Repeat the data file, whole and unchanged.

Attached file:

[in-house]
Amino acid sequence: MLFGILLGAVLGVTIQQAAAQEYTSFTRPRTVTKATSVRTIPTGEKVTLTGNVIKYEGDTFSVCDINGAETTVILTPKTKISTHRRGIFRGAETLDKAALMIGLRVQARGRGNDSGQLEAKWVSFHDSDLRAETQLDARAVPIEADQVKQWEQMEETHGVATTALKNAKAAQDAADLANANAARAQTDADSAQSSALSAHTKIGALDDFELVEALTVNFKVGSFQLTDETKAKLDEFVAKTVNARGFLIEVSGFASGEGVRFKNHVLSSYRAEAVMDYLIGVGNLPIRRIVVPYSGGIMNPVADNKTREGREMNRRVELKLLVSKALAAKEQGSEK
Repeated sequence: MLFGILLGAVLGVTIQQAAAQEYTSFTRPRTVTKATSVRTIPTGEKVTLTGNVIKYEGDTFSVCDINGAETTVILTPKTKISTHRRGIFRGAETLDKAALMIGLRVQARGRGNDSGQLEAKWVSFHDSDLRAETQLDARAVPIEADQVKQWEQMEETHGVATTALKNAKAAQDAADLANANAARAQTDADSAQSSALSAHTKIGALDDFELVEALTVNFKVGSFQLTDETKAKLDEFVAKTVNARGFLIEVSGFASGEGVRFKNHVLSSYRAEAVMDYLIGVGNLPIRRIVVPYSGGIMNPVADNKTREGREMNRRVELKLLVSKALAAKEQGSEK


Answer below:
[in-house]
Amino acid sequence: MLFGILLGAVLGVTIQQAAAQEYTSFTRPRTVTKATSVRTIPTGEKVTLTGNVIKYEGDTFSVCDINGAETTVILTPKTKISTHRRGIFRGAETLDKAALMIGLRVQARGRGNDSGQLEAKWVSFHDSDLRAETQLDARAVPIEADQVKQWEQMEETHGVATTALKNAKAAQDAADLANANAARAQTDADSAQSSALSAHTKIGALDDFELVEALTVNFKVGSFQLTDETKAKLDEFVAKTVNARGFLIEVSGFASGEGVRFKNHVLSSYRAEAVMDYLIGVGNLPIRRIVVPYSGGIMNPVADNKTREGREMNRRVELKLLVSKALAAKEQGSEK
Repeated sequence: MLFGILLGAVLGVTIQQAAAQEYTSFTRPRTVTKATSVRTIPTGEKVTLTGNVIKYEGDTFSVCDINGAETTVILTPKTKISTHRRGIFRGAETLDKAALMIGLRVQARGRGNDSGQLEAKWVSFHDSDLRAETQLDARAVPIEADQVKQWEQMEETHGVATTALKNAKAAQDAADLANANAARAQTDADSAQSSALSAHTKIGALDDFELVEALTVNFKVGSFQLTDETKAKLDEFVAKTVNARGFLIEVSGFASGEGVRFKNHVLSSYRAEAVMDYLIGVGNLPIRRIVVPYSGGIMNPVADNKTREGREMNRRVELKLLVSKALAAKEQGSEK